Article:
Ahead of its ten-year anniversary this June, London’s most dynamic and successful football Academy Kinetic has continued its success despite the challenges presented by a third lockdown.
The academy, based in Croydon, works to help develop players across different age groups, and has produced several professional footballers over the last decade.
Harry Hudson, founder of the Kinetic Academy, admitted his players are becoming increasingly frustrated without being able to play competitive football amid the pandemic.
Hudson said: “The third lockdown has been rubbish for us. It’s really been quite different altogether.
“We have implemented position specific individual plans and conditioning plans for the players as well as remote Instagram stories with a partner organisation to try and make the sessions more engaging.
“It’s certainly been the worst time, in this lockdown. The players haven’t got many targets. Yes, they’ve still got lessons but they haven’t got exams to work towards and there is no clear indication of when we’re able to start up again. They are fed up to be honest.”
The Kinetic Academy have placed heavy importance on player welfare and mental health during the lockdown, with each member of staff assigned 25 players to monitor and support.
“Each staff member has a slot with each player and their parents once a week which is around two hours of engagement,” said Hudson.
“The meetings are ranked online and monitored by our welfare team who look for red flags in behaviours and where necessary we follow up with additional support.”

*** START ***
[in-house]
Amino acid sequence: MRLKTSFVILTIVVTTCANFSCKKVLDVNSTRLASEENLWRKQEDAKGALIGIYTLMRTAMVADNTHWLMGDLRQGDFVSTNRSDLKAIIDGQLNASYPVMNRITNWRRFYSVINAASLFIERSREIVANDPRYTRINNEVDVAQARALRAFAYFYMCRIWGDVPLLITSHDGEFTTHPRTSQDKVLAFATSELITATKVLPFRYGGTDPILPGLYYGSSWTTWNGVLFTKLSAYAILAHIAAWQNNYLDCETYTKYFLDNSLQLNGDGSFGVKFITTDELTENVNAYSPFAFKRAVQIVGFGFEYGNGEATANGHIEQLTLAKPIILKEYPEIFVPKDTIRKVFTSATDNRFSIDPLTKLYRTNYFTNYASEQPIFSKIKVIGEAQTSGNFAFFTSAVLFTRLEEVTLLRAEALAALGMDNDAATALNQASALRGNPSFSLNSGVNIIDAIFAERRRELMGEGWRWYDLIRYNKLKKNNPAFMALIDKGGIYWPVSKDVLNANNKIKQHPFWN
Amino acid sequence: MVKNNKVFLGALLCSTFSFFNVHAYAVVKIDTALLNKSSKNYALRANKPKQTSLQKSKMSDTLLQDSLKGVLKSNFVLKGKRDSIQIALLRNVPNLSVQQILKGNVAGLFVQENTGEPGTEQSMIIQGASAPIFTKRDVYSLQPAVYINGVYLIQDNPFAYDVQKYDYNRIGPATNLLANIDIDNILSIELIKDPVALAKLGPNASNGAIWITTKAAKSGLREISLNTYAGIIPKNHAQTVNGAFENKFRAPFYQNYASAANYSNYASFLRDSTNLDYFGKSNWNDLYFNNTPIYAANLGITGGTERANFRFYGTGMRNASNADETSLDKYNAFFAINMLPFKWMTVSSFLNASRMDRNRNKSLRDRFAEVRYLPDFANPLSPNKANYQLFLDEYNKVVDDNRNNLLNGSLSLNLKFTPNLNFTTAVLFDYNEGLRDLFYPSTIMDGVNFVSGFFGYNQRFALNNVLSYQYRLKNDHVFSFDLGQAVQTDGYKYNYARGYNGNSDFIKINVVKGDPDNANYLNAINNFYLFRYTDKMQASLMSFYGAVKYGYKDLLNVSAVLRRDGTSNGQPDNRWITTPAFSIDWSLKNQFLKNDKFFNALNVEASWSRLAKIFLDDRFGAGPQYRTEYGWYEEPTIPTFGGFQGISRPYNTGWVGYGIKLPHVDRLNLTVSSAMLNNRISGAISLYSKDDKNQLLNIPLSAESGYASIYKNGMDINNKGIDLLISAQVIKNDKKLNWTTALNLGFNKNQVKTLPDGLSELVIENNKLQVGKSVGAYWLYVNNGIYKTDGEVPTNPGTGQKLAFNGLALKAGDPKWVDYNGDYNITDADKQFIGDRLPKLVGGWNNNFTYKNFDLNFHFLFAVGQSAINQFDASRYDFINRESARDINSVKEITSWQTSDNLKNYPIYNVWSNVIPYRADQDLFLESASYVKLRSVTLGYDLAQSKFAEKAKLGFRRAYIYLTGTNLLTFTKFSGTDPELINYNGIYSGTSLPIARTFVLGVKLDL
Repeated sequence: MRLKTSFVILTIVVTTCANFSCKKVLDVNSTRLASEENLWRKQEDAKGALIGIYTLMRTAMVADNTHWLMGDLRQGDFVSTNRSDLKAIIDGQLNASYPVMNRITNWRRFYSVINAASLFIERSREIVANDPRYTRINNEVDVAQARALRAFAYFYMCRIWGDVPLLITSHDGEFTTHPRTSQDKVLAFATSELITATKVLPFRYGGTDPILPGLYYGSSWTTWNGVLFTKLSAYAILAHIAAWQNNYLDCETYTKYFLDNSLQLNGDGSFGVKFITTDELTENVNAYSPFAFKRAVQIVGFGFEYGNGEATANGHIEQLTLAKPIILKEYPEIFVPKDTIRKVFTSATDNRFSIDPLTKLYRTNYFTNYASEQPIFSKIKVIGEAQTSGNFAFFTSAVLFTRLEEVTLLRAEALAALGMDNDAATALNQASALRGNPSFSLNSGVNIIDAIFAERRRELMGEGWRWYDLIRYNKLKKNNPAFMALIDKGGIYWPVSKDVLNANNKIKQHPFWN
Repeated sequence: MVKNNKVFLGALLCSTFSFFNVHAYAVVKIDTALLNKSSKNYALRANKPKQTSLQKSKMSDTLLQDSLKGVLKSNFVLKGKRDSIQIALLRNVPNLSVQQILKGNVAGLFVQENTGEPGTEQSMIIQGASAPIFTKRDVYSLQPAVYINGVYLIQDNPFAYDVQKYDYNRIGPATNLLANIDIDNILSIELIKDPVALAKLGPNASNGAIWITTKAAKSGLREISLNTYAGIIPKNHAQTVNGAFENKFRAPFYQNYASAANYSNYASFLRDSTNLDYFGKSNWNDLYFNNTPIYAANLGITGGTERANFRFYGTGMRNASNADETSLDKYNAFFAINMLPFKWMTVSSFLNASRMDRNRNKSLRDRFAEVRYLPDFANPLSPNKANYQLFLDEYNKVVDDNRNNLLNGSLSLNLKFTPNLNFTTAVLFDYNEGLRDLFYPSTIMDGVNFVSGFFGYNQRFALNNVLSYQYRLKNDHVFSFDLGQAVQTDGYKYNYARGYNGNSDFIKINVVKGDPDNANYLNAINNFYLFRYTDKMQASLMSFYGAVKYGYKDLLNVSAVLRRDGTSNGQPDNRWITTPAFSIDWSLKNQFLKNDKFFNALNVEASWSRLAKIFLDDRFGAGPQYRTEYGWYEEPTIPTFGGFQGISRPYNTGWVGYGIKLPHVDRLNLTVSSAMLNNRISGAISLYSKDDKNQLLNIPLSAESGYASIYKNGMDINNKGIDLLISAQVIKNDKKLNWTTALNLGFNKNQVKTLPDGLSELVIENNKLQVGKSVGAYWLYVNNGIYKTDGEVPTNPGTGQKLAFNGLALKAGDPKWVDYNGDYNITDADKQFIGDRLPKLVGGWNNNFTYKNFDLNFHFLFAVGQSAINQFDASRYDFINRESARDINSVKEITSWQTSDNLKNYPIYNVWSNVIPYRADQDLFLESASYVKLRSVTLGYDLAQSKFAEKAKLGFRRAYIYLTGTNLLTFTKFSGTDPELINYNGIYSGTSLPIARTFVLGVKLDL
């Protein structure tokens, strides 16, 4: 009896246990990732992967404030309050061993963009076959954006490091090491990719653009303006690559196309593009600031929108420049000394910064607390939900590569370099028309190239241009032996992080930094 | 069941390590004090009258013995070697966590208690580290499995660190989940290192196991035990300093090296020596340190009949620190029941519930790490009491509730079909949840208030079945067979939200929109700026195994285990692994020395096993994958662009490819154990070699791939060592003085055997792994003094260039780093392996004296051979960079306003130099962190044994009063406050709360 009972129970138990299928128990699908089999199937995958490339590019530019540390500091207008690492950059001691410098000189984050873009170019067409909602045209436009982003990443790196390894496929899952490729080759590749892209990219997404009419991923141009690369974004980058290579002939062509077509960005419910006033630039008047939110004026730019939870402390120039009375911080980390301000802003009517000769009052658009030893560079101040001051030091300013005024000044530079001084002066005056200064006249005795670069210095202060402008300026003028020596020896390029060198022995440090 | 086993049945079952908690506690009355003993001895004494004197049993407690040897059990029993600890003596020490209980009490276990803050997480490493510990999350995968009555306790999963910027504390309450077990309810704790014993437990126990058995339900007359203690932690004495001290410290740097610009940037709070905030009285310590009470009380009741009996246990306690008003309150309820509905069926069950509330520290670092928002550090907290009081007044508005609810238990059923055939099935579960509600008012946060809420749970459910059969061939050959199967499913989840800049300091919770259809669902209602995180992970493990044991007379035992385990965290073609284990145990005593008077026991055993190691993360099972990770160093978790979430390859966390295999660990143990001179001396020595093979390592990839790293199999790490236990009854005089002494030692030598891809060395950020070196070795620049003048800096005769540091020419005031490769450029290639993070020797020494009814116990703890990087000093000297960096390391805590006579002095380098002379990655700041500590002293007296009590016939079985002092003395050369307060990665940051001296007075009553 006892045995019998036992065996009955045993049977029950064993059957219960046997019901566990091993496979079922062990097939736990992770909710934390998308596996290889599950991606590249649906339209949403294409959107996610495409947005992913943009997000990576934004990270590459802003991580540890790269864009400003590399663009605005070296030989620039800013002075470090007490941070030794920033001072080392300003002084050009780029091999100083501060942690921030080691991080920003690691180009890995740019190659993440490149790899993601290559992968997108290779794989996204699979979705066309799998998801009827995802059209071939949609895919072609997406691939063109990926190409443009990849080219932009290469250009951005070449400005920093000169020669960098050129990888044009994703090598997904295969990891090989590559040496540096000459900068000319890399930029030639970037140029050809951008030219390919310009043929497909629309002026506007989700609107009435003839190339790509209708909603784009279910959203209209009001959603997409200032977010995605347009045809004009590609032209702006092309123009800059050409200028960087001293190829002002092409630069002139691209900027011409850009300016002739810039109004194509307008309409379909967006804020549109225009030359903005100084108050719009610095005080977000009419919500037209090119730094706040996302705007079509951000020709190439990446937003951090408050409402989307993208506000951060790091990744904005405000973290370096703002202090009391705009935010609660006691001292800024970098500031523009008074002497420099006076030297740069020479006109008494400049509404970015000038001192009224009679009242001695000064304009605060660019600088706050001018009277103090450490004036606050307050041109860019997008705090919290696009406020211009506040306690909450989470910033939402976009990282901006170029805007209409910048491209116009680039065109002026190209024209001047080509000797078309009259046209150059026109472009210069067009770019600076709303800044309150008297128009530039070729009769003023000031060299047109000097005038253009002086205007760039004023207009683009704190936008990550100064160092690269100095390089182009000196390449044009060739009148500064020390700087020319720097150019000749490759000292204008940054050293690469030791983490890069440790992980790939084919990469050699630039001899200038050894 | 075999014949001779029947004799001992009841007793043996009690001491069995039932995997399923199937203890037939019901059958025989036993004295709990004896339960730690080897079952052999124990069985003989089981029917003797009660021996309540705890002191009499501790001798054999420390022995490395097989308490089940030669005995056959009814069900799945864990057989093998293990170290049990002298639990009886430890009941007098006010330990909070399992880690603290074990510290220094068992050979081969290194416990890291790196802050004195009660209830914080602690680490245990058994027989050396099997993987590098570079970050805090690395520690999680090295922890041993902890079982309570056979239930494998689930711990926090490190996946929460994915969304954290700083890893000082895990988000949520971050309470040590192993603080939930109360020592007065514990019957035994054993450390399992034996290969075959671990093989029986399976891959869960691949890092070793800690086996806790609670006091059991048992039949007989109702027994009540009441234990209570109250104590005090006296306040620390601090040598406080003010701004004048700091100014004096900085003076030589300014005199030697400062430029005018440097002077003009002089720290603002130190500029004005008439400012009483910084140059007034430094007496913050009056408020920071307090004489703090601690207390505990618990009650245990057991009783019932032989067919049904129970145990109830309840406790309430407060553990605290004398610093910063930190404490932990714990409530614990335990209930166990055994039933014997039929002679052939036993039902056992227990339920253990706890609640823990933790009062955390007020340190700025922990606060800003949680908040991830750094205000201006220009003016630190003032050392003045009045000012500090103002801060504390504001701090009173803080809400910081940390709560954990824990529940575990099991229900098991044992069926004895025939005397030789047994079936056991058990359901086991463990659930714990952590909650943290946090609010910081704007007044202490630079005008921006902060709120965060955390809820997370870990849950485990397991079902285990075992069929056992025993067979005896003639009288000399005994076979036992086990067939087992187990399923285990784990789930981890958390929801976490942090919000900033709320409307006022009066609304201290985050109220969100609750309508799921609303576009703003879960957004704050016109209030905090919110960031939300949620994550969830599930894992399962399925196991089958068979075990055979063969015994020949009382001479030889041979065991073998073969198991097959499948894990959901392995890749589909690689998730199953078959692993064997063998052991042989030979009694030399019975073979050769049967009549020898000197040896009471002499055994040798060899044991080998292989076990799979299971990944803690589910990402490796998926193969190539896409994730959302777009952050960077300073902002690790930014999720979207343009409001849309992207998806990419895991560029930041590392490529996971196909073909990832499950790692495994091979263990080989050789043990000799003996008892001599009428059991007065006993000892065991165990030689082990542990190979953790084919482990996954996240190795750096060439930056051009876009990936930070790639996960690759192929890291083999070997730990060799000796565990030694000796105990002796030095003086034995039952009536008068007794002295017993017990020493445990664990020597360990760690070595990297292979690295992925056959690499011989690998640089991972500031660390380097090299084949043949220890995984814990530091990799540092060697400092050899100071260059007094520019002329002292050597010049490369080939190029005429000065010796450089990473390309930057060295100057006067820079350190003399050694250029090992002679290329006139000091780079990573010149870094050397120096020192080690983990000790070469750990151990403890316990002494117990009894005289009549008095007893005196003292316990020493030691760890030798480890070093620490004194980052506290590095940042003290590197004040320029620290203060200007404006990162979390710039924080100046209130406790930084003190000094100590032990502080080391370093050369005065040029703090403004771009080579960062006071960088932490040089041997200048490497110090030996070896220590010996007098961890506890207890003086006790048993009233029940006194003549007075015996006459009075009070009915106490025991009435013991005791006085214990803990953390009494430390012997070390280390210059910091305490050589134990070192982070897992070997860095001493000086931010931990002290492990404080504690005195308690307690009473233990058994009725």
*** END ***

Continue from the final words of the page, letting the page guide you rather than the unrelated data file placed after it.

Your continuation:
In recent years, the Kinetic Academy have passed on a vast amount of young talent to football league clubs, largely through showcase matches against professional clubs where scouts eye the next big talent.
The suspension on non-elite football has posed problems for the Kinetic Academy, who are unable to participate in showcase matches to give their players vital exposure and recognition.
Hudson said: “Showcase matches are massive for our players. Obviously, they aren’t possible in lockdown because clubs can’t visit and we can’t play against them. It does impact the players’ chances considerably.”
However, the Kinetic Academy have continued their success regardless of the restrictions, with players still presented with plenty of opportunities to showcase their talent.
“We have still got boys on trial. We’ve got one on trial at Watford at the moment and one of our boys Niino Adom-Malaki was signed by Millwall during this lockdown so there are still opportunities,” said Hudson.
“The challenge for our players when they get their chance is that they’ve got to be better than what is already there and when they haven’t played a competitive game for a month the odds are stacked against them.”
Since its implementation in 2011, the Kinetic Academy has nurtured and passed on high-profile Nigerian internationals Josh Maja and Joe Aribo, as well as Rhys Norrington-Davies, who already has three caps for Wales.
Hudson said: “There is a lot of interest in our country now from clubs trying to find the unsigned talent born off the back of the Jamie Vardy.
“It’s highlighted to clubs that there are players in non-league and grass roots football that can make the telling difference.”
You can read more about the history of Kinetic here.